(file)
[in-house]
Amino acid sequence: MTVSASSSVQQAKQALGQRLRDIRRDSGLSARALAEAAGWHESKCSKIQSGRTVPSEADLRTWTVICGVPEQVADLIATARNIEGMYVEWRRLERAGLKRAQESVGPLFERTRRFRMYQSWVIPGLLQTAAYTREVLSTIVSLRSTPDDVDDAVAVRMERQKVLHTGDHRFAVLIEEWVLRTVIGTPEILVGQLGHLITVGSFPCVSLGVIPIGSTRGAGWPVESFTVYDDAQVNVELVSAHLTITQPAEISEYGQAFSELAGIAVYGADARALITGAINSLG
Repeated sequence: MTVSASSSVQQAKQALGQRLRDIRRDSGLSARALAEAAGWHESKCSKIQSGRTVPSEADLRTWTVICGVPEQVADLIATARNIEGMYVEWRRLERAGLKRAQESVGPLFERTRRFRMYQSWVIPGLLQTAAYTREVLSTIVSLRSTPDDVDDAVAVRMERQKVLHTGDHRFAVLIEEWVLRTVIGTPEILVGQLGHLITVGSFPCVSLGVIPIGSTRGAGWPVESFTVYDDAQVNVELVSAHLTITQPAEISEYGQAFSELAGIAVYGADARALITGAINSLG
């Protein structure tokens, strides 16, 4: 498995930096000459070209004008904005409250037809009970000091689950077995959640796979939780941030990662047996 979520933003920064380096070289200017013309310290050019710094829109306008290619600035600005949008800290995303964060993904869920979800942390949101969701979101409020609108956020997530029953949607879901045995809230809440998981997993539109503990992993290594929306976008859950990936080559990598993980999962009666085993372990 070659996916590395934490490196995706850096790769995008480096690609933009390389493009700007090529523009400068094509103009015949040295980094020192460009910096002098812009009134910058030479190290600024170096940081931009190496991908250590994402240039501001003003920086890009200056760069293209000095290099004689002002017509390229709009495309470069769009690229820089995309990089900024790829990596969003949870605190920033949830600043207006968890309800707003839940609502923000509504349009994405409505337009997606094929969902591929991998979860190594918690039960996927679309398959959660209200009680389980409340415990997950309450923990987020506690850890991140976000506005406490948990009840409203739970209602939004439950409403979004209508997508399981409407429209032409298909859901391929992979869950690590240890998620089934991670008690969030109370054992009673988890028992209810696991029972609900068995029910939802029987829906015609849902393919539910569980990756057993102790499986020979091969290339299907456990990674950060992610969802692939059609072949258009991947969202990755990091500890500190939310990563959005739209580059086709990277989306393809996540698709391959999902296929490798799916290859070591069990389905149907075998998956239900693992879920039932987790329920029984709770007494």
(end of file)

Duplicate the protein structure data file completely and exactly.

[in-house]
Amino acid sequence: MTVSASSSVQQAKQALGQRLRDIRRDSGLSARALAEAAGWHESKCSKIQSGRTVPSEADLRTWTVICGVPEQVADLIATARNIEGMYVEWRRLERAGLKRAQESVGPLFERTRRFRMYQSWVIPGLLQTAAYTREVLSTIVSLRSTPDDVDDAVAVRMERQKVLHTGDHRFAVLIEEWVLRTVIGTPEILVGQLGHLITVGSFPCVSLGVIPIGSTRGAGWPVESFTVYDDAQVNVELVSAHLTITQPAEISEYGQAFSELAGIAVYGADARALITGAINSLG
Repeated sequence: MTVSASSSVQQAKQALGQRLRDIRRDSGLSARALAEAAGWHESKCSKIQSGRTVPSEADLRTWTVICGVPEQVADLIATARNIEGMYVEWRRLERAGLKRAQESVGPLFERTRRFRMYQSWVIPGLLQTAAYTREVLSTIVSLRSTPDDVDDAVAVRMERQKVLHTGDHRFAVLIEEWVLRTVIGTPEILVGQLGHLITVGSFPCVSLGVIPIGSTRGAGWPVESFTVYDDAQVNVELVSAHLTITQPAEISEYGQAFSELAGIAVYGADARALITGAINSLG
């Protein structure tokens, strides 16, 4: 498995930096000459070209004008904005409250037809009970000091689950077995959640796979939780941030990662047996 979520933003920064380096070289200017013309310290050019710094829109306008290619600035600005949008800290995303964060993904869920979800942390949101969701979101409020609108956020997530029953949607879901045995809230809440998981997993539109503990992993290594929306976008859950990936080559990598993980999962009666085993372990 070659996916590395934490490196995706850096790769995008480096690609933009390389493009700007090529523009400068094509103009015949040295980094020192460009910096002098812009009134910058030479190290600024170096940081931009190496991908250590994402240039501001003003920086890009200056760069293209000095290099004689002002017509390229709009495309470069769009690229820089995309990089900024790829990596969003949870605190920033949830600043207006968890309800707003839940609502923000509504349009994405409505337009997606094929969902591929991998979860190594918690039960996927679309398959959660209200009680389980409340415990997950309450923990987020506690850890991140976000506005406490948990009840409203739970209602939004439950409403979004209508997508399981409407429209032409298909859901391929992979869950690590240890998620089934991670008690969030109370054992009673988890028992209810696991029972609900068995029910939802029987829906015609849902393919539910569980990756057993102790499986020979091969290339299907456990990674950060992610969802692939059609072949258009991947969202990755990091500890500190939310990563959005739209580059086709990277989306393809996540698709391959999902296929490798799916290859070591069990389905149907075998998956239900693992879920039932987790329920029984709770007494």